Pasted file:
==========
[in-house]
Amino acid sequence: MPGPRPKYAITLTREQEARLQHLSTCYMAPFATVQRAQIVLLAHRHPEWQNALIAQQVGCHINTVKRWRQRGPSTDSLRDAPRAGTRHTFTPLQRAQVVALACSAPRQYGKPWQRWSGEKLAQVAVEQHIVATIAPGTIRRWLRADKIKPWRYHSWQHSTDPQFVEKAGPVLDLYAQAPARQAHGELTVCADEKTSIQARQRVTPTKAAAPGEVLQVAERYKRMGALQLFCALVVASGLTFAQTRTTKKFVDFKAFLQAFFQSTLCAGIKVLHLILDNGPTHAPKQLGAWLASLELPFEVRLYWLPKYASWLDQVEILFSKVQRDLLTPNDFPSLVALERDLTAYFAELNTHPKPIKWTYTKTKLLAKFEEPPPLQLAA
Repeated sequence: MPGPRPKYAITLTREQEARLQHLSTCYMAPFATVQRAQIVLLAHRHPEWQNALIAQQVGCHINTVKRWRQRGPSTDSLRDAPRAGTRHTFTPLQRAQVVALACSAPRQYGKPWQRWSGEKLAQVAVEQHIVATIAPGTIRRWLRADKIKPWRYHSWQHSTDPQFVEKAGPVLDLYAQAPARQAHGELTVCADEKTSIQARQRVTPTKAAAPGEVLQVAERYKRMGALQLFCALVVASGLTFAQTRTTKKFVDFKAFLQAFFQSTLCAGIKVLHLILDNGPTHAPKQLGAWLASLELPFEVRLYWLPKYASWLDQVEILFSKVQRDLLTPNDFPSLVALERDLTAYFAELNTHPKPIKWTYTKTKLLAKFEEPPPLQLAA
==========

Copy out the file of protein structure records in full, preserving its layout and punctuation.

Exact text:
[in-house]
Amino acid sequence: MPGPRPKYAITLTREQEARLQHLSTCYMAPFATVQRAQIVLLAHRHPEWQNALIAQQVGCHINTVKRWRQRGPSTDSLRDAPRAGTRHTFTPLQRAQVVALACSAPRQYGKPWQRWSGEKLAQVAVEQHIVATIAPGTIRRWLRADKIKPWRYHSWQHSTDPQFVEKAGPVLDLYAQAPARQAHGELTVCADEKTSIQARQRVTPTKAAAPGEVLQVAERYKRMGALQLFCALVVASGLTFAQTRTTKKFVDFKAFLQAFFQSTLCAGIKVLHLILDNGPTHAPKQLGAWLASLELPFEVRLYWLPKYASWLDQVEILFSKVQRDLLTPNDFPSLVALERDLTAYFAELNTHPKPIKWTYTKTKLLAKFEEPPPLQLAA
Repeated sequence: MPGPRPKYAITLTREQEARLQHLSTCYMAPFATVQRAQIVLLAHRHPEWQNALIAQQVGCHINTVKRWRQRGPSTDSLRDAPRAGTRHTFTPLQRAQVVALACSAPRQYGKPWQRWSGEKLAQVAVEQHIVATIAPGTIRRWLRADKIKPWRYHSWQHSTDPQFVEKAGPVLDLYAQAPARQAHGELTVCADEKTSIQARQRVTPTKAAAPGEVLQVAERYKRMGALQLFCALVVASGLTFAQTRTTKKFVDFKAFLQAFFQSTLCAGIKVLHLILDNGPTHAPKQLGAWLASLELPFEVRLYWLPKYASWLDQVEILFSKVQRDLLTPNDFPSLVALERDLTAYFAELNTHPKPIKWTYTKTKLLAKFEEPPPLQLAA